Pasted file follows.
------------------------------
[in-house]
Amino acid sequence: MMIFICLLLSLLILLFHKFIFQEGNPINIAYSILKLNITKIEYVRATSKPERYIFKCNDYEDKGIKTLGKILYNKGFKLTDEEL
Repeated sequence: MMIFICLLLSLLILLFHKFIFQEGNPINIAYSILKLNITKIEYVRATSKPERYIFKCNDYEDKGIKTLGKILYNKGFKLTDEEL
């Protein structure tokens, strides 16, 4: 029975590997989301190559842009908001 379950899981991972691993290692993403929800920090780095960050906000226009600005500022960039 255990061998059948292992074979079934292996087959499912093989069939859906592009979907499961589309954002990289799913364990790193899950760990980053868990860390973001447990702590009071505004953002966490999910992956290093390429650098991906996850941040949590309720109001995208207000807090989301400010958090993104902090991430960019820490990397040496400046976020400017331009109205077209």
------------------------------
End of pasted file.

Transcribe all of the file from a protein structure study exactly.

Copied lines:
[in-house]
Amino acid sequence: MMIFICLLLSLLILLFHKFIFQEGNPINIAYSILKLNITKIEYVRATSKPERYIFKCNDYEDKGIKTLGKILYNKGFKLTDEEL
Repeated sequence: MMIFICLLLSLLILLFHKFIFQEGNPINIAYSILKLNITKIEYVRATSKPERYIFKCNDYEDKGIKTLGKILYNKGFKLTDEEL
């Protein structure tokens, strides 16, 4: 029975590997989301190559842009908001 379950899981991972691993290692993403929800920090780095960050906000226009600005500022960039 255990061998059948292992074979079934292996087959499912093989069939859906592009979907499961589309954002990289799913364990790193899950760990980053868990860390973001447990702590009071505004953002966490999910992956290093390429650098991906996850941040949590309720109001995208207000807090989301400010958090993104902090991430960019820490990397040496400046976020400017331009109205077209």